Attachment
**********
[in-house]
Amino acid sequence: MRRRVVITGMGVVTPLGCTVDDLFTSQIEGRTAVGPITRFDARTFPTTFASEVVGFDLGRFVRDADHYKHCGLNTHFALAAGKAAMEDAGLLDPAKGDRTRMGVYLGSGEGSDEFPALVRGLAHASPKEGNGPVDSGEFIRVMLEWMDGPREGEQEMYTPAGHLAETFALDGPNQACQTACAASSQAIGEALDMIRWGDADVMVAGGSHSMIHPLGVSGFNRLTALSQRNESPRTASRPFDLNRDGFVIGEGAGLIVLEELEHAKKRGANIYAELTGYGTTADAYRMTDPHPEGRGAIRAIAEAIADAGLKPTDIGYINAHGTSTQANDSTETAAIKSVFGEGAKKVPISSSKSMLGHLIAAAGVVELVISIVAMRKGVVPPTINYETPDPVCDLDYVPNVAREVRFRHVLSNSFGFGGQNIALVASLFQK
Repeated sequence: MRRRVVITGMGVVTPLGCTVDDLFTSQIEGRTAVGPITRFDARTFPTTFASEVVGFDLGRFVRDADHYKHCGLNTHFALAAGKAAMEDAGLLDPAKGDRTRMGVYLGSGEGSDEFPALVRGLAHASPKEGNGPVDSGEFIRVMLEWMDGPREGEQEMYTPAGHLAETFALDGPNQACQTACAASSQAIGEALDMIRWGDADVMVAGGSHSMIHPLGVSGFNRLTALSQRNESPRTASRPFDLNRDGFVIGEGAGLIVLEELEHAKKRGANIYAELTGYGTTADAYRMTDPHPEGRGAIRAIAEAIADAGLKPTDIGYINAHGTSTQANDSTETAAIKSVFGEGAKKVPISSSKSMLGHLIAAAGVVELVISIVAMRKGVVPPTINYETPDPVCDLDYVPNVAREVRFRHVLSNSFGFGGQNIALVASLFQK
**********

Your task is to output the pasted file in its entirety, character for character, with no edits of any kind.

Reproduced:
[in-house]
Amino acid sequence: MRRRVVITGMGVVTPLGCTVDDLFTSQIEGRTAVGPITRFDARTFPTTFASEVVGFDLGRFVRDADHYKHCGLNTHFALAAGKAAMEDAGLLDPAKGDRTRMGVYLGSGEGSDEFPALVRGLAHASPKEGNGPVDSGEFIRVMLEWMDGPREGEQEMYTPAGHLAETFALDGPNQACQTACAASSQAIGEALDMIRWGDADVMVAGGSHSMIHPLGVSGFNRLTALSQRNESPRTASRPFDLNRDGFVIGEGAGLIVLEELEHAKKRGANIYAELTGYGTTADAYRMTDPHPEGRGAIRAIAEAIADAGLKPTDIGYINAHGTSTQANDSTETAAIKSVFGEGAKKVPISSSKSMLGHLIAAAGVVELVISIVAMRKGVVPPTINYETPDPVCDLDYVPNVAREVRFRHVLSNSFGFGGQNIALVASLFQK
Repeated sequence: MRRRVVITGMGVVTPLGCTVDDLFTSQIEGRTAVGPITRFDARTFPTTFASEVVGFDLGRFVRDADHYKHCGLNTHFALAAGKAAMEDAGLLDPAKGDRTRMGVYLGSGEGSDEFPALVRGLAHASPKEGNGPVDSGEFIRVMLEWMDGPREGEQEMYTPAGHLAETFALDGPNQACQTACAASSQAIGEALDMIRWGDADVMVAGGSHSMIHPLGVSGFNRLTALSQRNESPRTASRPFDLNRDGFVIGEGAGLIVLEELEHAKKRGANIYAELTGYGTTADAYRMTDPHPEGRGAIRAIAEAIADAGLKPTDIGYINAHGTSTQANDSTETAAIKSVFGEGAKKVPISSSKSMLGHLIAAAGVVELVISIVAMRKGVVPPTINYETPDPVCDLDYVPNVAREVRFRHVLSNSFGFGGQNIALVASLFQK